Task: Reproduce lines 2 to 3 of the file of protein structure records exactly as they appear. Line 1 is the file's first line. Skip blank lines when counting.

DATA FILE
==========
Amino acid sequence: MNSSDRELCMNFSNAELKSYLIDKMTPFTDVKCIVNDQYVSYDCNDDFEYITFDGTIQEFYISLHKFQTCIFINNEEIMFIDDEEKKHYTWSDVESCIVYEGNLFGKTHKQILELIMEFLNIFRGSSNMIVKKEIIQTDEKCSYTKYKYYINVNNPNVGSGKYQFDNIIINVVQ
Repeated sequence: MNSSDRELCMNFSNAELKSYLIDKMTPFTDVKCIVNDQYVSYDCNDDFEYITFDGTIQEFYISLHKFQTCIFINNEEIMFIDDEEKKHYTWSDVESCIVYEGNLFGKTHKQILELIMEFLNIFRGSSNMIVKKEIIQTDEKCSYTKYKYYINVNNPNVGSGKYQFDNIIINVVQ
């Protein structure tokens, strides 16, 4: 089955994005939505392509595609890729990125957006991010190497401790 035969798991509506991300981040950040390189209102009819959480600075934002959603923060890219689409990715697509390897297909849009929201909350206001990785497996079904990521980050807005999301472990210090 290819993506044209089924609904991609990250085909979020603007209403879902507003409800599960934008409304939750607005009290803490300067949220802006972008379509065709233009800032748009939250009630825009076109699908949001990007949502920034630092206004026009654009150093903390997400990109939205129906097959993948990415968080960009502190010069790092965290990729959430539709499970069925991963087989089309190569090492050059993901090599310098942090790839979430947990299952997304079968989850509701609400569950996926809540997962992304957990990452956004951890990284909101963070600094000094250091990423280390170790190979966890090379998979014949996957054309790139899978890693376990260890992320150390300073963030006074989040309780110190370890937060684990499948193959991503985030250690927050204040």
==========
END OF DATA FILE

Repeated sequence: MNSSDRELCMNFSNAELKSYLIDKMTPFTDVKCIVNDQYVSYDCNDDFEYITFDGTIQEFYISLHKFQTCIFINNEEIMFIDDEEKKHYTWSDVESCIVYEGNLFGKTHKQILELIMEFLNIFRGSSNMIVKKEIIQTDEKCSYTKYKYYINVNNPNVGSGKYQFDNIIINVVQ
């Protein structure tokens, strides 16, 4: 089955994005939505392509595609890729990125957006991010190497401790 035969798991509506991300981040950040390189209102009819959480600075934002959603923060890219689409990715697509390897297909849009929201909350206001990785497996079904990521980050807005999301472990210090 290819993506044209089924609904991609990250085909979020603007209403879902507003409800599960934008409304939750607005009290803490300067949220802006972008379509065709233009800032748009939250009630825009076109699908949001990007949502920034630092206004026009654009150093903390997400990109939205129906097959993948990415968080960009502190010069790092965290990729959430539709499970069925991963087989089309190569090492050059993901090599310098942090790839979430947990299952997304079968989850509701609400569950996926809540997962992304957990990452956004951890990284909101963070600094000094250091990423280390170790190979966890090379998979014949996957054309790139899978890693376990260890992320150390300073963030006074989040309780110190370890937060684990499948193959991503985030250690927050204040």